The History of Anthropology Review (HAR) would like to bring to the attention of our readers the International Encyclopedia of Anthropology, a pioneering reference resource for the field of anthropology and interrelated areas. This online compendium contains over 1000 entries on the discipline’s key concepts, research and techniques–many of which touch on issues related to the history and histories of anthropology. HAR’s Bibliographies editor, Janet Steins, has kindly put together a brief summary of this resource.

International Encyclopedia of Anthropology Foregrounds the History of the Discipline

All HAR readers who teach anthropology should become familiar with the International Encyclopedia of Anthropology, an important online publication issued in 2018 by John Wiley & Sons. Unlike the traditional approach of discipline-focused reference works, the editors of this new encyclopedia urged their authors to add “clear historical dimensions” to their writing whenever doing so would enhance their contributions. 

From the introduction,  Anthropology’s history and histories:

Early in the process of designing the encyclopedia, a decision was made not to address the history of anthropology as a separate theme but rather to encourage authors to incorporate a clear historical dimension into their writing wherever appropriate. The aim was, in part, to avoid privileging particular, perhaps dominant, narratives of the past over others that also merit attention. As there are both anthropology and anthropologies, so there are both a history and histories of the subject. And, in similar fashion, these histories sometimes converge in common roots and intellectual ancestries while at other points they diverge into different presents. Judged by the results, this strategy has paid off handsomely. There are powerful historical analyses to be found within entries throughout the encyclopedia, and the decision has had the effect of giving freedom to individual authors to reach deeply into anthropology’s historical roots within their own places.  

An example of an article given a historical treatment is “Public Perceptions of Anthropology,” by David Mills which begins:

This entry presents a review of different public perceptions of anthropology over time and in a range of national settings.  In addition, it explores a selection of anthropological responses to these public representations and highlights the role of the media in constantly generating new publics and new perceptions of the academic field.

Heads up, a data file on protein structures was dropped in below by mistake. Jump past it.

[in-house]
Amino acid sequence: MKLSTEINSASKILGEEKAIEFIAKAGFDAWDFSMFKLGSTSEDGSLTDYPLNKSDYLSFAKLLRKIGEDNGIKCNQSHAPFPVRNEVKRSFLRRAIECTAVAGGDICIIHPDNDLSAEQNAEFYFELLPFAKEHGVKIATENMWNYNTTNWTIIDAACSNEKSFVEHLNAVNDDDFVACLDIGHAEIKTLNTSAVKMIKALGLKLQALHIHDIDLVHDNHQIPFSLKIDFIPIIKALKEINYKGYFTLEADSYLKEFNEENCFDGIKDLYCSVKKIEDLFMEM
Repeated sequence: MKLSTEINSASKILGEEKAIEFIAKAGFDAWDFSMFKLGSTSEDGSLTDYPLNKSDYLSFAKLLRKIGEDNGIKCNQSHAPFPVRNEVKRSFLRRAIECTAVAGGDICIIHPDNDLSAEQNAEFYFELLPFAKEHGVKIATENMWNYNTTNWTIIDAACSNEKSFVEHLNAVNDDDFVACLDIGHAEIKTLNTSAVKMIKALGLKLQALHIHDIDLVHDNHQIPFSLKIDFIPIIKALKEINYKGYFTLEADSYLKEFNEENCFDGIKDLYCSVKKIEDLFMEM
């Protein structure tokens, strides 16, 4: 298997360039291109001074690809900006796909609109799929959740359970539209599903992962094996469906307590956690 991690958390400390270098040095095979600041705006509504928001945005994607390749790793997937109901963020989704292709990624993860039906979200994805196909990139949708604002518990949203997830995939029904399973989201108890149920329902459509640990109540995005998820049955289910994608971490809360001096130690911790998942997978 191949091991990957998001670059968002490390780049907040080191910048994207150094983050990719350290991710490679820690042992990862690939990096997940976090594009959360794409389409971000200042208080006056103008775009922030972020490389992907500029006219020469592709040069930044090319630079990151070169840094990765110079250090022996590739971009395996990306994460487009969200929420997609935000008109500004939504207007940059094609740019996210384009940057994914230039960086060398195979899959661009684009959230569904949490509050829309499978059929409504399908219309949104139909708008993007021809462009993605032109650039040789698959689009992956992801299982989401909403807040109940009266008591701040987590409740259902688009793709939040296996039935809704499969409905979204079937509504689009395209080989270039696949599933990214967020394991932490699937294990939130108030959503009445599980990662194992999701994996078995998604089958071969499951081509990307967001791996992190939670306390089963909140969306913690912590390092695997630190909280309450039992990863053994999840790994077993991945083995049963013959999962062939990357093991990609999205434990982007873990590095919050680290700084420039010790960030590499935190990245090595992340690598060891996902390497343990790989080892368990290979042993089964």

Any description of such a comprehensive reference work as this one naturally tends to focus on numbers, and I’ll give only a few:

  • Over 1,000 articles and growing
  • More than 800 contributors
  • Anthropology in … (name a country, and likely it’s there)
  • 100+ biographical treatments
  • Founding and development of dozens of societies and scholarly organizations

Some articles of note:

  • George W. Stocking, by Richard Handler
  • United States, Anthropology in, by Sergei Kan
  • Alfred L. Kroeber, by Ira Jacknis
  • International Union of Anthropological and Ethnological Sciences (IUAES), by Faye V. Harrison
  • Anthropology in the Netherlands, by Hans F. Vermuelen
  • Julian H. Steward, by Herbert S. Lewis

Subscribers get access to new content continuously.  In fact, at least ten new articles were posted in January of this year.

As a point of comparison, the last time a comprehensive encyclopedia covered the history of anthropology was in 2001 when Thomas Hylland Eriksen wrote the single article on the subject for the International Encyclopedia of the Social & Behavioral Sciences (Elsevier).  Several textbooks have also appeared since then, notably the fifth edition of Erickson and Murphy’s Readings for a History of Anthropology (University of Toronto Press, 2017), and the 2nd edition of Eriksen and Nielsen’s A History of Anthropology (Pluto Press, 2013).  However, no publication has approached the comprehensiveness and scope of this encyclopedia, both for students of anthropology in general and for those focusing on the history of the discipline.

Editor-in-Chief of the International Encyclopedia of Anthropology is Hilary Callan, who oversaw the work of 14 associate editors.  Callan served as director of the Royal Anthropological Institute from 2000 to 2010. 

The International Encyclopedia of Anthropology is available via the publisher’s online reference platform, Wiley Online Library, and if you agree that this resource will be useful to your students, I urge you to request that your library  subscribe if it has not already done so.   Once your students have access to it, you might even be able to wean them away from Wikipedia! The publisher’s website provides a complete table of contents to the entire encyclopedia.

Janet Steins: contributions / website /